Who Needs Long-Term Care Insurance?
- 2007 5 Nov
Due to better health-care options, medical technology and more healthful lifestyle choices, Americans are living longer, more productive lives. But as life expectancy increases, more seniors are reaching the stage in life where they need home health-care assistance or to move into a care facility. Because these services are generally not covered by either traditional health insurance or Medicare, and you must meet stringent financial limitations to qualify for Medicaid, many baby boomers are now purchasing long-term care insurance.
Long-term care insurance enables seniors to protect their financial assets while receiving the assistance they need for daily living. According to an independent research firm, the annual cost of a private room in a nursing home averaged more than $74,000 in 2005. A long-term care policy is purchased to cover the cost of custodial care when an individual becomes unable to perform the normal activities of daily living such as eating, bathing, continence, transferring, toileting and dressing.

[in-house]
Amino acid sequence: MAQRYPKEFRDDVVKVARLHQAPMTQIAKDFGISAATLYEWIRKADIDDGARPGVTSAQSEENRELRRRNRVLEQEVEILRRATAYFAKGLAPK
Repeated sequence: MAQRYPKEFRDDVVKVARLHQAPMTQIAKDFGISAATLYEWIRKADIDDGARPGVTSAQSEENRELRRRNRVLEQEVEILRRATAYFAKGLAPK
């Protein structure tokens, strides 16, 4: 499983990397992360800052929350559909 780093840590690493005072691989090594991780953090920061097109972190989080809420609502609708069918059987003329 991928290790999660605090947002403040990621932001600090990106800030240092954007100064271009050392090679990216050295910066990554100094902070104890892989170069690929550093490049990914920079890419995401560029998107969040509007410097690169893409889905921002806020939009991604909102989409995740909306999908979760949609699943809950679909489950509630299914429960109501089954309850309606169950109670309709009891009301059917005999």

Who Buys It?
Buyers of long-term care policies are getting younger (between 50 and 60 years of age), are better educated, more knowledgeable of government options and motivated to take personal responsibility for their own future. They do not want to depend on friends and family for lifelong care or to be a burden to their children. The industry is also seeing a trend of baby-boomer children purchasing long-term care coverage for their parents.
People who buy long-term care insurance typically want to:
-- Stay in their own home as long as possible.
-- Protect their savings and other assets.
-- Maintain their independence.
-- Preserve their quality of life.
Factors to Consider
It is important to purchase a long-term care policy before you have a health condition that prevents you from obtaining the policy. Additionally, it’s important to remember the cost for a policy can vary greatly depending upon factors such as:
-- Benefit features.
-- Your age at time of purchase.
-- Waiting period before benefits begin.
-- Length of time benefits will be paid.
-- Place of care.
-- Type of inflation protection.
Whom you purchase the policy from is another important consideration. You will want to buy from a financially stable and experienced long-term care insurer. Remember, you may not need to file a claim for 20 or 30 or more years, and you want a company that will still be there for you.
Jane Wendel is a manager of product research with GuideStone Financial Resources of the Southern Baptist Convention.
(c) 2007 Baptist Press. Used with permission. All rights reserved.